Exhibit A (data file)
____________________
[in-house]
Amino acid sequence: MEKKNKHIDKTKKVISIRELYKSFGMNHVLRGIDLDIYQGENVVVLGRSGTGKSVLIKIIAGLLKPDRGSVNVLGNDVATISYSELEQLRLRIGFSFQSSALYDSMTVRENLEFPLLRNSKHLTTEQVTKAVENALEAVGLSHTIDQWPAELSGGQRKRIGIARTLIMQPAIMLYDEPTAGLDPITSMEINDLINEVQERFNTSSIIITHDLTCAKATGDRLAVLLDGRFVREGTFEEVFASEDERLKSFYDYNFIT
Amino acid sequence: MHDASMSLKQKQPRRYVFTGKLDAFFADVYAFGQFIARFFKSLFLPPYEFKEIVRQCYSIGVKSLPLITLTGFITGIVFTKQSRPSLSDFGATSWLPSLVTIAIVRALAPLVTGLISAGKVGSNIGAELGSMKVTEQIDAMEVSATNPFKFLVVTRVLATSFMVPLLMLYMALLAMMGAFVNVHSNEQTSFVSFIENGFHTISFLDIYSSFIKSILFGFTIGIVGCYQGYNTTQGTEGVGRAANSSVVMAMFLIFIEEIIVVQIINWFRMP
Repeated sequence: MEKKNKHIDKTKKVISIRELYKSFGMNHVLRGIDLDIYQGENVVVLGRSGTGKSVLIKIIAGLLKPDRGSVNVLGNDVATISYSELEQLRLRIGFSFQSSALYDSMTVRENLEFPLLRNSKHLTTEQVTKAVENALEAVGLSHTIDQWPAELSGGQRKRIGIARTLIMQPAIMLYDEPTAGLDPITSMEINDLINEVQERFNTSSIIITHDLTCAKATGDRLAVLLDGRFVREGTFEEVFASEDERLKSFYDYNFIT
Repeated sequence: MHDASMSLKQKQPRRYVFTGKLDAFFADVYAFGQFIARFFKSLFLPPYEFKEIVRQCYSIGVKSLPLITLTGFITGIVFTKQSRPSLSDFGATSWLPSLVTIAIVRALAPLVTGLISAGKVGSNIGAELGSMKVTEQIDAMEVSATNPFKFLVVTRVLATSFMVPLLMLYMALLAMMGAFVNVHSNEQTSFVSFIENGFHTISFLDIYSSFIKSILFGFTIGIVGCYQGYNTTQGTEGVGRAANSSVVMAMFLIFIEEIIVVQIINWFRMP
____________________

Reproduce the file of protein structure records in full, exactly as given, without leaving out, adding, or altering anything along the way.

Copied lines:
[in-house]
Amino acid sequence: MEKKNKHIDKTKKVISIRELYKSFGMNHVLRGIDLDIYQGENVVVLGRSGTGKSVLIKIIAGLLKPDRGSVNVLGNDVATISYSELEQLRLRIGFSFQSSALYDSMTVRENLEFPLLRNSKHLTTEQVTKAVENALEAVGLSHTIDQWPAELSGGQRKRIGIARTLIMQPAIMLYDEPTAGLDPITSMEINDLINEVQERFNTSSIIITHDLTCAKATGDRLAVLLDGRFVREGTFEEVFASEDERLKSFYDYNFIT
Amino acid sequence: MHDASMSLKQKQPRRYVFTGKLDAFFADVYAFGQFIARFFKSLFLPPYEFKEIVRQCYSIGVKSLPLITLTGFITGIVFTKQSRPSLSDFGATSWLPSLVTIAIVRALAPLVTGLISAGKVGSNIGAELGSMKVTEQIDAMEVSATNPFKFLVVTRVLATSFMVPLLMLYMALLAMMGAFVNVHSNEQTSFVSFIENGFHTISFLDIYSSFIKSILFGFTIGIVGCYQGYNTTQGTEGVGRAANSSVVMAMFLIFIEEIIVVQIINWFRMP
Repeated sequence: MEKKNKHIDKTKKVISIRELYKSFGMNHVLRGIDLDIYQGENVVVLGRSGTGKSVLIKIIAGLLKPDRGSVNVLGNDVATISYSELEQLRLRIGFSFQSSALYDSMTVRENLEFPLLRNSKHLTTEQVTKAVENALEAVGLSHTIDQWPAELSGGQRKRIGIARTLIMQPAIMLYDEPTAGLDPITSMEINDLINEVQERFNTSSIIITHDLTCAKATGDRLAVLLDGRFVREGTFEEVFASEDERLKSFYDYNFIT
Repeated sequence: MHDASMSLKQKQPRRYVFTGKLDAFFADVYAFGQFIARFFKSLFLPPYEFKEIVRQCYSIGVKSLPLITLTGFITGIVFTKQSRPSLSDFGATSWLPSLVTIAIVRALAPLVTGLISAGKVGSNIGAELGSMKVTEQIDAMEVSATNPFKFLVVTRVLATSFMVPLLMLYMALLAMMGAFVNVHSNEQTSFVSFIENGFHTISFLDIYSSFIKSILFGFTIGIVGCYQGYNTTQGTEGVGRAANSSVVMAMFLIFIEEIIVVQIINWFRMP